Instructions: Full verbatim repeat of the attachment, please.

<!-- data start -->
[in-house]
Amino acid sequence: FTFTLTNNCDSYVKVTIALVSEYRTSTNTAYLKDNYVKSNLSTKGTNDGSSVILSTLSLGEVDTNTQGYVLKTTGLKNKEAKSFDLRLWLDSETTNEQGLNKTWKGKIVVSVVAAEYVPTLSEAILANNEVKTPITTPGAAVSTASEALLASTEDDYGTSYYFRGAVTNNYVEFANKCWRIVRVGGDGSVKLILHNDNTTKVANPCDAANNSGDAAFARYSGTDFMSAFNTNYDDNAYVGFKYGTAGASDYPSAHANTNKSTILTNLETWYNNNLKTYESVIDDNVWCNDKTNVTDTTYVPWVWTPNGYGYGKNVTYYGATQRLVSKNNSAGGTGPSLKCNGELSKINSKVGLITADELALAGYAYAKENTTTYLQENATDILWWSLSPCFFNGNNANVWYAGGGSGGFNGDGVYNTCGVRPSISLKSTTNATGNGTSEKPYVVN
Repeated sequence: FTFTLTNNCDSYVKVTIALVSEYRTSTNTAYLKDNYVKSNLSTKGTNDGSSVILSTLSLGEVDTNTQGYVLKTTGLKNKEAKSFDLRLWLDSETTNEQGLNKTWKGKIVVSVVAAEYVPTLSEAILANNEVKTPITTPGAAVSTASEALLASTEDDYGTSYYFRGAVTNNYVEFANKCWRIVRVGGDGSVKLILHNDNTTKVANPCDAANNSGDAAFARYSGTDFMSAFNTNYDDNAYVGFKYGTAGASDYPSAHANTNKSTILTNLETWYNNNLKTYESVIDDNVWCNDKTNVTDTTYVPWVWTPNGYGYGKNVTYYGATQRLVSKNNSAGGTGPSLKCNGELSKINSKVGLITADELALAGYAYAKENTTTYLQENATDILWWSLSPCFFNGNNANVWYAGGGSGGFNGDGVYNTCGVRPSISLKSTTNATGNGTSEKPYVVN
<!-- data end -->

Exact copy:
[in-house]
Amino acid sequence: FTFTLTNNCDSYVKVTIALVSEYRTSTNTAYLKDNYVKSNLSTKGTNDGSSVILSTLSLGEVDTNTQGYVLKTTGLKNKEAKSFDLRLWLDSETTNEQGLNKTWKGKIVVSVVAAEYVPTLSEAILANNEVKTPITTPGAAVSTASEALLASTEDDYGTSYYFRGAVTNNYVEFANKCWRIVRVGGDGSVKLILHNDNTTKVANPCDAANNSGDAAFARYSGTDFMSAFNTNYDDNAYVGFKYGTAGASDYPSAHANTNKSTILTNLETWYNNNLKTYESVIDDNVWCNDKTNVTDTTYVPWVWTPNGYGYGKNVTYYGATQRLVSKNNSAGGTGPSLKCNGELSKINSKVGLITADELALAGYAYAKENTTTYLQENATDILWWSLSPCFFNGNNANVWYAGGGSGGFNGDGVYNTCGVRPSISLKSTTNATGNGTSEKPYVVN
Repeated sequence: FTFTLTNNCDSYVKVTIALVSEYRTSTNTAYLKDNYVKSNLSTKGTNDGSSVILSTLSLGEVDTNTQGYVLKTTGLKNKEAKSFDLRLWLDSETTNEQGLNKTWKGKIVVSVVAAEYVPTLSEAILANNEVKTPITTPGAAVSTASEALLASTEDDYGTSYYFRGAVTNNYVEFANKCWRIVRVGGDGSVKLILHNDNTTKVANPCDAANNSGDAAFARYSGTDFMSAFNTNYDDNAYVGFKYGTAGASDYPSAHANTNKSTILTNLETWYNNNLKTYESVIDDNVWCNDKTNVTDTTYVPWVWTPNGYGYGKNVTYYGATQRLVSKNNSAGGTGPSLKCNGELSKINSKVGLITADELALAGYAYAKENTTTYLQENATDILWWSLSPCFFNGNNANVWYAGGGSGGFNGDGVYNTCGVRPSISLKSTTNATGNGTSEKPYVVN